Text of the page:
• Structural reforms. The IMF staff and the World Bank teams have worked together to share views on a range of other issues, including structural reforms for improving investment climate, economic diversification, customs modernization, and rural development. The World Bank and IMF staff have worked together to encourage the authorities to speed up civil service reforms to improve public sector performance on public service delivery as well as to boost competiveness.

Based on the above partnership, the World Bank and the IMF share a common view about Cambodia’s macroeconomic and structural reform priorities. These include:

  • Sustaining growth. Growth remains robust although there are signs of deceleration. While decelerating, the garment sector together with construction, and services, in particular finance and real estate, continues to propel growth. Overall macroeconomic management remains appropriate but there are emerging challenges to external competitiveness, partly derived from U.S. dollar appreciation and rising wages. Improving the business climate, reducing infrastructure, energy, and skills bottlenecks, promoting private sector development and economic diversification, improving governance and the delivery of public services and supporting rural development continue to be essential to promote self-sustaining and inclusive growth.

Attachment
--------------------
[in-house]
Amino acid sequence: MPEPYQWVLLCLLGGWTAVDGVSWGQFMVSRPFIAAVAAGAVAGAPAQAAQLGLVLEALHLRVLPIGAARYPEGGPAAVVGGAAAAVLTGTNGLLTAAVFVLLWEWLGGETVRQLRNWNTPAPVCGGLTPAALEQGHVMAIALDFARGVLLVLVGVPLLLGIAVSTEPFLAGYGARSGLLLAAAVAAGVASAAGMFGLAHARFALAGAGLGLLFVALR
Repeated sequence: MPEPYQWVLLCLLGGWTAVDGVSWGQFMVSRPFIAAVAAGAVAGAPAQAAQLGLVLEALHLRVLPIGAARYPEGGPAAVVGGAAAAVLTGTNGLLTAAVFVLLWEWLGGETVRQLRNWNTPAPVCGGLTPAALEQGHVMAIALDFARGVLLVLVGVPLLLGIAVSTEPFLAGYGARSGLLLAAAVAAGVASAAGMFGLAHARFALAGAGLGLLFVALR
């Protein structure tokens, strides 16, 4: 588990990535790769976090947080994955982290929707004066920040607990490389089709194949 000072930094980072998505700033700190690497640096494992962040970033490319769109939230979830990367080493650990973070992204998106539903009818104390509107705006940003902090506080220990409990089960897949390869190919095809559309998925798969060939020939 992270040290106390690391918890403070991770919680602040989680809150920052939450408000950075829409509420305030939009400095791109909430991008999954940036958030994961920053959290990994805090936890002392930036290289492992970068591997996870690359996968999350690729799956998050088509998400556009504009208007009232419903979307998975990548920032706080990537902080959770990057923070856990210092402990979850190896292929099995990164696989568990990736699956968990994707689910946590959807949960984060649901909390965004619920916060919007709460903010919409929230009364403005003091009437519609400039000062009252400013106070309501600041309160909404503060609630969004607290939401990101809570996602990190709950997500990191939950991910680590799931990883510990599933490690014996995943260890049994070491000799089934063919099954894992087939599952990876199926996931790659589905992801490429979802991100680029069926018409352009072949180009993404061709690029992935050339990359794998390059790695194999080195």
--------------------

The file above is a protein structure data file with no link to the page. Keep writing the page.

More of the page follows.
• Managing public finances and debt. Fiscal policy remains the main instrument for macroeconomic management given high dollarization. Prudent fiscal management is, therefore, critical and needs to be underpinned by continued improvements in revenue collection, prioritized spending, and better monitoring of contingent liabilities, including through the budgetary and public debt management framework and further progress in budgetary transparency.
  • Safeguarding financial system stability and improving the effectiveness of monetary policy. Implementing the key recommendations of the 2010 FSAP remains critical to safeguarding financial stability. These include implementing a moratorium on new bank licenses, strengthening coordinated supervision, developing the foreign exchange market, improving the supervisory capacity, enhancing efficient and stable payment system, improving quality of financial data, and encouraging a close coordination among financial regulators. Financial stability risks from the buoyant real estate markets need to be managed through strengthened supervision and improved data collection. Developing an interbank market remains a necessary step for a transition to more effective and market-based monetary policy operations.